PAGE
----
Are bully bids the newest dragon in Toronto real estate?

by Olivia D'Orazio29 Sep 2014
Realtors are criticizing a controversial buyer’s tactic – one increasingly viewed as the best weapon for fighting “seller greed.”

“It’s hard to work in this market when there are bully offers all over the place,” says Toronto Realtor David Fleming. “It happens all the time, and it’s frustrating for the buyers."

That frustration stems from the frenzy into which buyers are thrust when a bully bid suddenly appears. Buyers who expected to have several days to mull over a purchase bid are left rushing to make a decision once a bully offer is made.

Some agents believe bully bids are a valid response to the increasingly popular use of setting dates to receive offers, while others argue that bully bids are rule-breaking moves that undermine the entire profession.

But are bully bids really that bad? If a house is listed for sale and someone wants to buy it, what’s wrong with the transaction going through as soon as possible?

“The sellers have the final say,” Fleming says. “You can say ‘no bully offers’ on the MLS listing, but you can’t stop someone from submitting one and you can’t stop your sellers from looking at it.”

Fleming says the problem isn’t so prevalent in the outlying areas of the GTA or in Toronto’s condo market. But for the single-family homes, which are difficult to come by in the first place, bully bids are becoming more and more commonplace as buyers attempt to circumvent the exhausting bidding wars and jump straight to their top price for a property.

On the other hand, bully offers also tend to drive property prices up higher and faster; another thing that Fleming says is unavoidable.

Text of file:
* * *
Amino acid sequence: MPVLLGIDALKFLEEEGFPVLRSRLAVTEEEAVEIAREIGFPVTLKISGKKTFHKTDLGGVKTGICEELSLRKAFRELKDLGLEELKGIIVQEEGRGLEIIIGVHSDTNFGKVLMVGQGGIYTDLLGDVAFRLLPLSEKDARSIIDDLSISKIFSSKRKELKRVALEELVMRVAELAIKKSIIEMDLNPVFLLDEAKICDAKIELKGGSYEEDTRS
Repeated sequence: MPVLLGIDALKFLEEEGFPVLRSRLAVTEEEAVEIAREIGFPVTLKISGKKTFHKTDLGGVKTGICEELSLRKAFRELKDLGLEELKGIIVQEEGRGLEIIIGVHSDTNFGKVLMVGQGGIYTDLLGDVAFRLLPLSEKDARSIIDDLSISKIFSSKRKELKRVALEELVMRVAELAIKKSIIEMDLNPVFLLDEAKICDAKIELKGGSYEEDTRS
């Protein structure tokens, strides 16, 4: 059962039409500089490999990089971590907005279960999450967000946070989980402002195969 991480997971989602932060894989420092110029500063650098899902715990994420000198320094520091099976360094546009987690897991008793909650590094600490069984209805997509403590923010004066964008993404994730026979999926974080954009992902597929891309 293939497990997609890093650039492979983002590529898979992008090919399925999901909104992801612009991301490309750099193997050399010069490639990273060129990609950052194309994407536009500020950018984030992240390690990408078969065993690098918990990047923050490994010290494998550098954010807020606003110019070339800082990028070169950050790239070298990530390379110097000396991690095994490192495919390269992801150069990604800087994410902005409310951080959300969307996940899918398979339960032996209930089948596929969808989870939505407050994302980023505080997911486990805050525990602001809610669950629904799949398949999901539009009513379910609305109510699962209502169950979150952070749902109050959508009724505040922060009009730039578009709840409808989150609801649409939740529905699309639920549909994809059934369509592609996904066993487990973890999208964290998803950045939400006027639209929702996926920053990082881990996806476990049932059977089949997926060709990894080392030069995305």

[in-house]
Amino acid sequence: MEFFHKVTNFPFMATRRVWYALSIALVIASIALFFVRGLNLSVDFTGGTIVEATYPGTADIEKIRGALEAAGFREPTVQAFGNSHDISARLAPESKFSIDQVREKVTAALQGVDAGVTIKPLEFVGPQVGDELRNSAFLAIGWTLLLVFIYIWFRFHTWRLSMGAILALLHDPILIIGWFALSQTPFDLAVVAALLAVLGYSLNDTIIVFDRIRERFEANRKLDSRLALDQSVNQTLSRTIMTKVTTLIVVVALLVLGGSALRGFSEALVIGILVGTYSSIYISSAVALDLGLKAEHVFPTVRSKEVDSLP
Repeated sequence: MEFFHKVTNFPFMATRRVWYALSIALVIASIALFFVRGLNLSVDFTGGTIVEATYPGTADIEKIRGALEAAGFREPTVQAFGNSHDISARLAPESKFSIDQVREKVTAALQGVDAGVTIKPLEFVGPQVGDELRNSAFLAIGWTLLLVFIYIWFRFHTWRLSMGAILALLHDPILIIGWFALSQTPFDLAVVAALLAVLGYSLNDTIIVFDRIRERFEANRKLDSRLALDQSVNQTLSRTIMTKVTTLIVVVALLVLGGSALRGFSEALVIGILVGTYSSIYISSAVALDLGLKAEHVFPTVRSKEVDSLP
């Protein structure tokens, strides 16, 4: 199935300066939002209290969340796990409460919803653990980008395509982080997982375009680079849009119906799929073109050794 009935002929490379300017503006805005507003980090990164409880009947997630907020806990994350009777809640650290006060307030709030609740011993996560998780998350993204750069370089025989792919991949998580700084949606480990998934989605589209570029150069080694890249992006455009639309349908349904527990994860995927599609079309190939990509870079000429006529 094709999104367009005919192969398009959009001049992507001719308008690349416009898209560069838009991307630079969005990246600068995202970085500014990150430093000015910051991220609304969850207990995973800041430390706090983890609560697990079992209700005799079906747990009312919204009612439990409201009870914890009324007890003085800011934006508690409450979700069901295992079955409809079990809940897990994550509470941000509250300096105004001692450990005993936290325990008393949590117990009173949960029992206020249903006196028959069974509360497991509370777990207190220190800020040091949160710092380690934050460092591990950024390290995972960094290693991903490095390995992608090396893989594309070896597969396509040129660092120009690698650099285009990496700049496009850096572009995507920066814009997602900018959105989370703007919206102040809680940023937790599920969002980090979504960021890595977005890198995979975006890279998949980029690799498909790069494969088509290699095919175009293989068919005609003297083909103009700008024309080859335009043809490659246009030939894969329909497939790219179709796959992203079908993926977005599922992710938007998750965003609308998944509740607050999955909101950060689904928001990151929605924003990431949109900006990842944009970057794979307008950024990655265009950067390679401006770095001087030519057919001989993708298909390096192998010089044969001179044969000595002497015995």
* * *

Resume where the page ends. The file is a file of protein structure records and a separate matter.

“The market in Toronto will continue to do what it’s done: go up,” he says. “I don’t think it’s unrealistic or surprising, and with the lack of available homes and low interest rates and the net migration; I think that’s what going to happen this fall – prices will increase across the board.”
Are you finding a problem with bully bids? Let us know in the comments!


  • by DA 9/29/2014 11:17:19 AM

    It will be interesting to hear how this situation plays out if one of the disadvantaged buyers complains. The sellers have directed the listing agent (form 244) to NOT present offers until a future date/time, so the arguments will probably be over whether the call from the listing agent to the seller regarding the bully offer constitutes presentation of the offer. The 2nd issue will likely lie around the fact that other potential buyers didn't rush to even see the home (never mind the missed offer opportunity), knowing they had time to do so, and further, whether the listing agent contacted other interested parties who did show the home. Time will tell

  • by RT 9/29/2014 12:24:20 PM

    A bully offer is so juicy that the Seller's can't resist. The Seller doesn't think they'll get that on offer date. This is the only true "bully offer", anything other than that, we'll see you on offer night! A Seller has the right to change their mind with respect to initially wanting to only see offers on offer night!

  • by 9/29/2014 12:30:26 PM

    I think that it comes down to the preparedness of the buyer's. When I start working with a new buyer, I do everything that I can to have them ready to head into the market. Having their pre-approval done, educating them on the dynamics and explaining a variety of situations that could happen in order to get them ready.

    Once they have a good foundation of the facts, then you head out into the real estate market place. Bully Offers are inevitable. They exist, so if you have your buyers as ready as you can, when that presents itself, it won't be a surprise. If they can bid, then they do, there is a lot to be said. So I think it comes down to working with your buyers and having them educated enough so that they trust your experience as an agent and don't start drawing their own conclusions about what they expect to happen.

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